Former Mississippi Court of Appeals Judge Tyree Irving was elected chair of the Mississippi Democratic Party on Saturday, becoming the first Black leader of the party since 1998.
Irving, a 74-year-old Greenwood native, received 54 votes on the 80-member Democratic executive committee in a virtual Saturday meeting. He defeated longtime state Rep. Earle Banks, who received 21 votes.
“I thank you for the trust and confidence you’ve placed in me,” Irving told committee members shortly after his election.
The party chairman typically serves as the organization’s face, communicating the party’s policy goals, raising money and ensuring political operations are running smoothly. Irving replaces Bobby Moak, who served as Democratic chairman since 2016 and abruptly withdrew his bid for reelection on Friday afternoon.
Many Democratic leaders and candidates have recently criticized party leaders for failing to devote resources to electing Black candidates, even as white voters have left the party in droves and Black voters have become a substantial majority of the party’s base.
Though at least 70 percent of the Mississippi Democratic Party’s voter base is Black, the last six party chairmen, including Moak, have been white. Just twice in the modern history of the Mississippi Democratic Party has an African American served as chairman. From 1987-1994, Ed Cole, a Black man, served as chairman. And from 1994-1998, state senator Johnnie Walls of Greenville held the seat.
Others also decried a lack of leadership in the party and support for candidates, particularly amid the party’s dismal showing in the 2019 statewide elections. Republicans swept all statewide offices last year, solidifying supermajority control of the state Legislature and increasing down-ticket wins on the local level.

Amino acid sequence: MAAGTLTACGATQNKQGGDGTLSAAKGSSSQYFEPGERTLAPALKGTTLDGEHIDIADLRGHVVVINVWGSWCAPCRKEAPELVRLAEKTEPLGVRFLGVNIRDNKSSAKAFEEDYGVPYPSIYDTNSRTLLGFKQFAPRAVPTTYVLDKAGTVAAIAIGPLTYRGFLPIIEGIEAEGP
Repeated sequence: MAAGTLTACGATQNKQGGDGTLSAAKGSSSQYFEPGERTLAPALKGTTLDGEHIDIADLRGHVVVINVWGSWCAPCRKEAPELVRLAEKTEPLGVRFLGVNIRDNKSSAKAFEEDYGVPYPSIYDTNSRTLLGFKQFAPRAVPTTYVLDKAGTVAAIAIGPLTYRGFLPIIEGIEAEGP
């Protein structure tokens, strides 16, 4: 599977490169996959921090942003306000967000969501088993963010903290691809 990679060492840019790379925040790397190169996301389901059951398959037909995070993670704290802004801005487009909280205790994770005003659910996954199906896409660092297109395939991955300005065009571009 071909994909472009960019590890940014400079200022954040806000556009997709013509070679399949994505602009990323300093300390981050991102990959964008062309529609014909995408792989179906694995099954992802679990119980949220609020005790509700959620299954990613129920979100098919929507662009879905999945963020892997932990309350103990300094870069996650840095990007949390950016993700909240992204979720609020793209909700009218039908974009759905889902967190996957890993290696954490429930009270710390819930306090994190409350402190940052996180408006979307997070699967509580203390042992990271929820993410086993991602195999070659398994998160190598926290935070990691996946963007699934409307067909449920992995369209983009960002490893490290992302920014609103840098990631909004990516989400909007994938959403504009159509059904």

Speaking with Mississippi Today earlier this week, Irving said: “My vision is turning this state blue.”
“I know most people would say, ‘What did this guy drink or eat that he things that can be done?’” Irving said. “I’ve always been forward looking and optimistic, believing against all odds that we can achieve our goals.
“We have got to have a really good messaging program going, and we’ve got to convince a lot of white Mississippians that they are constantly voting against their economic interests. That’s a tall order. The problem is the white leadership that you have. If they have tried, they have failed at it.”
Irving continued: “They’ve been running away from the national party all the time — at least the white politicians in recent times have. We’ve got to change that culture if we are going to build this party and have any chance at statewide elections.”
Irving was elected to the Mississippi Court of Appeals in 1998, and reelected in 2002 and 2010. He retired in 2018.
He was the first African American to clerk at the Mississippi Supreme Court in 1975 and in 1978 became the first African American assistant U.S. attorney in Mississippi since Reconstruction.
“I just wanted to congratulate (Irving) on his victory,” Banks said to the party’s executive committee shortly after the election. “Our problems and issues are not with each other. We have to work together to defeat the Republicans. I look forward to working with you and whoever else is elected.”